is possible because of the hybrid DSm model definition.

Decision fusion is used to combine the outcomes from cameras, making a final decision. We apply hybrid DSm rule of

combination over D in order to achieve a final decision.

IV. R ESULTS AND DISCUSSION

To test the proposed architecture for fusion, we used

computer-generated-imagery sequences (figure 4) and real

For comparison purposes, a Bayesian classifier was developed for each of the regions on ground plane, as showed in

figure 3. A priori probability is assumed the same for each of

the regions, while conditional probability is taken from masses

generated by cameras, being normalized.

p(i |S1 , . . . , Sn ) =

p(i )p(S1 , . . . , Sn |i )

p(S1 , . . . , Sn )

n

Y

p(Si |i )

= p(i )

i=1

have a good point of view to generate its information. If a

probabilistic model is applied ignorance is not considered and

that might derive wrong results. Lets consider the following

numerical example: suppose two cameras assign following

beliefs:

m1 (A) = 0.35 m1 (B) = 0.6 m1 (A B) = 0.05

m2 (A) = 0.3 m2 (B) = 0.1 m2 (A B) = 0.6

Probabilistic model generates following decisions:

Table I

R ESULTS ON CGI ANIMATIONS

(a) Camera 1

Figure 4.

(b) Camera 2

(c) Camera 3

Source

Camera 1

Camera 2

Camera 3

DSm

Probabilistic

TRDR

99.5%

93.9%

84.4%

93.9%

93.3%

FAR

52.9%

43.0%

45.3%

5.6%

5.2%

Similarity to Truth

65.2%

69.7%

23.0%

84.1%

24.9%

Table II

R ESULTS ON REAL SEQUENCES

(a) Camera 1

Figure 5.

(b) Camera 2

0.35

p(A) 0.5

0.35 + 0.6

0.6

p(B) 0.5

0.35 + 0.6

DSm model results:

0.3

= 0.13

0.3 + 0.1

0.1

= 0.07

0.3 + 0.1

mDSm (B) = 0.6 0.1 + 0.6 0.6 + 0.05 0.1 = 0.42

In decisions generated by cameras, first sensor assign higher

mass to the hypothesis B, while second sensor assigns higher

belief to hypothesis A. If ignorance is considered, it is clear

that as result from fusion one must have a higher value for

hypothesis B, because second sensor is in a better position.

However, in probabilistic fusion decision hypothesis A is

higher. This shows how considering ignorance may improve

results from fusion applied to multi-cameras tracking.

Positions obtained by fusion of the decisions of the cameras

are showed in figures 6 and 7. Graphics show how DSm gets

higher decision values than Bayesian fusion.

In tables I and II metrics TRDR (Tracker Detection Rate)

and FAR (False Alarm Rate) are showed from data collected

from 2 CGI sequences and 5 real sequences. We also propose

Similarity to Truth measure, to evaluate how close in values

is the result of fusion to truth data.

T RDR and F AR are evaluated with following equations:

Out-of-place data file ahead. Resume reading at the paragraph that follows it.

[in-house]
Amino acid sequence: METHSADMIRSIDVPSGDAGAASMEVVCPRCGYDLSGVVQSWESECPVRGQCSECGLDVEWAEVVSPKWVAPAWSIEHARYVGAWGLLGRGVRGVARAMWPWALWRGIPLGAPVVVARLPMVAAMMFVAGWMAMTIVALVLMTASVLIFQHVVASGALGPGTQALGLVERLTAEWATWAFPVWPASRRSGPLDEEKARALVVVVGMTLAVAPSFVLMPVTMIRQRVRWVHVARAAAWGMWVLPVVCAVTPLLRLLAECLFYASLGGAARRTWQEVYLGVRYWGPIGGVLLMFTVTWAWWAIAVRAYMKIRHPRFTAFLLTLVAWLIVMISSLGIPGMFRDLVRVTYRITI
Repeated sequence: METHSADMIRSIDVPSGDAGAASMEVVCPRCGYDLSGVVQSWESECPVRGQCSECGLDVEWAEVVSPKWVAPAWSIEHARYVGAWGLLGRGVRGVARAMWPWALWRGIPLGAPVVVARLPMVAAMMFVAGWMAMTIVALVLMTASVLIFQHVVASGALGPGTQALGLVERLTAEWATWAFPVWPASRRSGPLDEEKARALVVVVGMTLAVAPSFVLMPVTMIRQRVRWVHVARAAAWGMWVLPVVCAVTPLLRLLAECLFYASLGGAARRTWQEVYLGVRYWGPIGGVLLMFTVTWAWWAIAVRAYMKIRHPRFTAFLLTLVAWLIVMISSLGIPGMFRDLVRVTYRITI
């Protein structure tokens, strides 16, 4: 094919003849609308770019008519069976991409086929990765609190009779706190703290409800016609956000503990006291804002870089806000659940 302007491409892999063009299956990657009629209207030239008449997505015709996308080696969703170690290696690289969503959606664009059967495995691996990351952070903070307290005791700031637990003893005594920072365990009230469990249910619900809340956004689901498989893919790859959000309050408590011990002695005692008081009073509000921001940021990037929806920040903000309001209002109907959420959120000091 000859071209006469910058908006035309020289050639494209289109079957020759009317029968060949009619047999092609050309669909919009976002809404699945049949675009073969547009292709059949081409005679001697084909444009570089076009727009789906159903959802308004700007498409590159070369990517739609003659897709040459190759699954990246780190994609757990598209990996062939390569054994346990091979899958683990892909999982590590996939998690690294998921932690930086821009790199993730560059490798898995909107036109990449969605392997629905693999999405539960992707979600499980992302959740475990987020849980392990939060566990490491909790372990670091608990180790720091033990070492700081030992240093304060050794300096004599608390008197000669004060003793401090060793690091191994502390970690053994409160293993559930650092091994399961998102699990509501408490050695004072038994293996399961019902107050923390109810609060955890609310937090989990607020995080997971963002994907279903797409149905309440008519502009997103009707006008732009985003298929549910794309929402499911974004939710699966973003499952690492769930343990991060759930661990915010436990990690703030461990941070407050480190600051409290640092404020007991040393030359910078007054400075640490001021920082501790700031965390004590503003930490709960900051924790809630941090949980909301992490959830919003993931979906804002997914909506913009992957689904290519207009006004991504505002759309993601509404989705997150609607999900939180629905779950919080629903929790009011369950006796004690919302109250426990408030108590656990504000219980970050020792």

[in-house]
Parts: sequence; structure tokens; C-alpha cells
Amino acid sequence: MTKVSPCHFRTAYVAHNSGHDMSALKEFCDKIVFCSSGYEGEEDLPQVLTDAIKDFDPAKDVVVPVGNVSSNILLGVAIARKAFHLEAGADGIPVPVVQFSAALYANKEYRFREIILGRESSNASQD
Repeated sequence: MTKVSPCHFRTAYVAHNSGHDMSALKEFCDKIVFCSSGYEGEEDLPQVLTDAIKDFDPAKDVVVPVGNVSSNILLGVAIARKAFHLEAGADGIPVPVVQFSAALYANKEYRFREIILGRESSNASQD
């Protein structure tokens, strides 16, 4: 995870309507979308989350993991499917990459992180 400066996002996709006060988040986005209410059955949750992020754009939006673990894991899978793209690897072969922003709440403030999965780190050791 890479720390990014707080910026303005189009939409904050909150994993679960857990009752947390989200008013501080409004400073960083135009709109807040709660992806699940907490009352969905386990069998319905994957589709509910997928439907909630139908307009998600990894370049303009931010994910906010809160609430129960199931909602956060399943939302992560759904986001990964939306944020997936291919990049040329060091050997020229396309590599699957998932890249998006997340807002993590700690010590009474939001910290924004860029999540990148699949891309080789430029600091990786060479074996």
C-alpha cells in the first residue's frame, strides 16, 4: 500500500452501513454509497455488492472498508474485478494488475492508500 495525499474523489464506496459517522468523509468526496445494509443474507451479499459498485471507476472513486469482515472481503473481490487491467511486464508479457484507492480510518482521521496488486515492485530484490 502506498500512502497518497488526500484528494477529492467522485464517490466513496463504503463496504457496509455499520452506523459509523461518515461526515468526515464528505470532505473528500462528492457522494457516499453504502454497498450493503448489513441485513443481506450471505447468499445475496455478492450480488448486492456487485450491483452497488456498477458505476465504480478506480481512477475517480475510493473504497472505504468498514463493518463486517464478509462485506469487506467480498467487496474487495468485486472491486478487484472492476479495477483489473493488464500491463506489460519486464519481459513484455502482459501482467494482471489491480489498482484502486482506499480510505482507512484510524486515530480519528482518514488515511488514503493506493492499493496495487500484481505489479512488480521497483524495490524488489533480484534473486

TP

(12)

TG

FP

FAR =

(13)

TP + FP

where T G is the total number of regions by each image

where there are objects in motion according to ground truth.

According to this metrics, it is desirable to have the highest

value in T RDR while the lowest in F AR.

Similarity to Truth is a measure to quantify the differences

between positions obtained by fusion modules compared to

ground truth. When there exist belief assigned to certain

TRDR =

Source

Camera 1

Camera 2

DSm

Probabilistic

TRDR

68.1%

71.0%

82.8%

82.8%

FAR

21.7%

2.7%

10.2%

10.2%

Similarity to Truth

31.6%

67.5%

75.9%

67.9%

truth, the amount of belief is summed, but when there is not

object in ground truth, this amount of belief is subtracted, and

finally, the amount obtained is normalized to be showed as

percentage.

Results from tables show how DSm reduces uncertainty

from perspective and complements information where cameras

lost object or fields of view do not overlap. Bayesian fusion behaves similar to DSm, however, hybrid combination rule takes

in consideration information assigned to ignorance, which may

refine information such as in example from section IV-A. ST

(Similarity to Truth) is a metric to quantify how close is belief

assigned to regions to ground truth. In ST DSm has higher

values, closer to ground truth.

V. C ONCLUSIONS

Using cameras as experts at high level for processing

objects position, allows to apply Dezert-Smarandache Theory

to combine beliefs. Beliefs correspond to objects locations on

ground plane, given in relation to predefined regions.

Test showed how DSm Theory of evidence generates higher

values as results and a better approximation to ground truth.

In addition to this, DSmT allows belief to be assigned to

intersection of hypotheses, which might be interpreted as an

object in the border of two regions, and might be useful

information for behavior recognition based on fuzzy logic,

while probabilistic approaches does not allow this kind of

information because of exclusivity constraints. For the fusion

of objects position, DSmT showed better results than Bayesian

fusion.

Even good results were obtained using DSmH, it is known

that when conflicting sources are combined the masses committed to partial ignorances are increased and after a while this

ends up to get the vacuous belief assignment. It is expected

that DSm-PCR5 fusion rule yelds better results.

R EFERENCES

[1] F. Lv, J. Kang, R. Nevatia, I. Cohen, and G. Medioni, Automatic